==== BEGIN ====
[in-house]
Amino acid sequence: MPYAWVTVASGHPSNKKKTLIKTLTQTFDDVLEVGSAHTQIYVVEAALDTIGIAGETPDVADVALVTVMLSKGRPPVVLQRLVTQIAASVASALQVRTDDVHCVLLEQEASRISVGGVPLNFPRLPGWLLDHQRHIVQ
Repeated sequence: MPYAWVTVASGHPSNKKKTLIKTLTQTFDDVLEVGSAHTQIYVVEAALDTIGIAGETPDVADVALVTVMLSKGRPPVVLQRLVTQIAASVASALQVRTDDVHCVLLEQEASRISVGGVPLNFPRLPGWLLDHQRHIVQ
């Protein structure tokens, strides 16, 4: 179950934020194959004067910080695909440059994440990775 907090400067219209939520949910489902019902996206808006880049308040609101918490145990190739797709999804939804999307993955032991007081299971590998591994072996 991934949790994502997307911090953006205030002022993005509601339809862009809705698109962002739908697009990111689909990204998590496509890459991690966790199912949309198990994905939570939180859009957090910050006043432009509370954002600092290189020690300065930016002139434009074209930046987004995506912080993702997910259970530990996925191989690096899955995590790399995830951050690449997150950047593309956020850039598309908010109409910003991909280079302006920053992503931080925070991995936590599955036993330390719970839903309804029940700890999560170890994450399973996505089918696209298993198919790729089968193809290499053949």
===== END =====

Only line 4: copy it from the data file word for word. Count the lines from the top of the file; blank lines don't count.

């Protein structure tokens, strides 16, 4: 179950934020194959004067910080695909440059994440990775 907090400067219209939520949910489902019902996206808006880049308040609101918490145990190739797709999804939804999307993955032991007081299971590998591994072996 991934949790994502997307911090953006205030002022993005509601339809862009809705698109962002739908697009990111689909990204998590496509890459991690966790199912949309198990994905939570939180859009957090910050006043432009509370954002600092290189020690300065930016002139434009074209930046987004995506912080993702997910259970530990996925191989690096899955995590790399995830951050690449997150950047593309956020850039598309908010109409910003991909280079302006920053992503931080925070991995936590599955036993330390719970839903309804029940700890999560170890994450399973996505089918696209298993198919790729089968193809290499053949």